How likely is the scenario you’re worrying about?
And how impactful or life-threatening is that scenario?
Now, how much mental bandwidth is worrying about it taking up?
Are your worries proportionate to the actual danger?
Should you be worrying at all?
If not, could you stop right away?
Of course, you and I both know that’s not always how it works, my friend.
Because even if we know rationally that we shouldn’t worry, the worrier mind tends to scoff at answering rational questions.
Yet today, I had an insight: maybe those questions aren’t meant to dismiss the worrier mind at all but empower the sane mind, temporarily suppressed and overpowered?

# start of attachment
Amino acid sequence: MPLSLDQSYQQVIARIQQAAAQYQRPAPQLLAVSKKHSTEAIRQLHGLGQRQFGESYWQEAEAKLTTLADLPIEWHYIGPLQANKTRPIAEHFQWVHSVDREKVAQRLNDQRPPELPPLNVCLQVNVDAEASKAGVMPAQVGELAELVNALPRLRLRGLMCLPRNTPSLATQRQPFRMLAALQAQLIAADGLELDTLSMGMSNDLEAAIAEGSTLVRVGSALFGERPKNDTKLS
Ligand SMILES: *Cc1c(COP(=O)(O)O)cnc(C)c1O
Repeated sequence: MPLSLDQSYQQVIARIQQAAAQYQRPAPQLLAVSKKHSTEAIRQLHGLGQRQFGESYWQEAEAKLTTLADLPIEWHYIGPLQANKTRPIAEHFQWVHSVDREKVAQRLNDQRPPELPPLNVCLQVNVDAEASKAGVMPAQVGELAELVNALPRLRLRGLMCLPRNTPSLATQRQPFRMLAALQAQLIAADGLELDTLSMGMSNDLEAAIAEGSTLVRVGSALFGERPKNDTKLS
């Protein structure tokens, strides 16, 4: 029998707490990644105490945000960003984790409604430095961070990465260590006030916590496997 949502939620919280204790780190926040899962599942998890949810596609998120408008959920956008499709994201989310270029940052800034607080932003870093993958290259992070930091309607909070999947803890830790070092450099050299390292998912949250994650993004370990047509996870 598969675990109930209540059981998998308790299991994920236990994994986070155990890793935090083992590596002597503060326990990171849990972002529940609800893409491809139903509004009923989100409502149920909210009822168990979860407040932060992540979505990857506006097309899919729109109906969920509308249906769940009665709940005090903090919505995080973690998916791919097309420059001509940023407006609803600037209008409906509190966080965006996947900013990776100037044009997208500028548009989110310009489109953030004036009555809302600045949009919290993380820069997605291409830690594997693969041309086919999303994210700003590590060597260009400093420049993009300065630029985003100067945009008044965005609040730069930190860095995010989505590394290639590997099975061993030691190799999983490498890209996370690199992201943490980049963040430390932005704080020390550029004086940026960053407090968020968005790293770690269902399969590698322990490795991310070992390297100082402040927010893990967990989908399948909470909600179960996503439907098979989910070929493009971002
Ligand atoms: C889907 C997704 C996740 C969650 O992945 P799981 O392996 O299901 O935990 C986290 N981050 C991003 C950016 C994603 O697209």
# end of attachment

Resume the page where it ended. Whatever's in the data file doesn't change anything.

Maybe they can provide enough encouragement to make the sane mind stand up for itself again and say, “Enough is enough.”
Maybe that way, the sane mind will put the worrier mind back in its place, reminding it of the only task where it truly shines: protect us from life-threatening risks.
Or maybe not. I don’t know, my friend. You’ve seen me: I’m just another human with good days and bad—productive days and lazy. Days of irrational fears and worry, and days of relaxing, dreaming, and visioning.
But this I do know: worrying too much has never improved my mood, and I doubt it has ever improved yours.
So if you’ve had an overactive worrier mind lately, trying won’t hurt.
Let me know how it goes.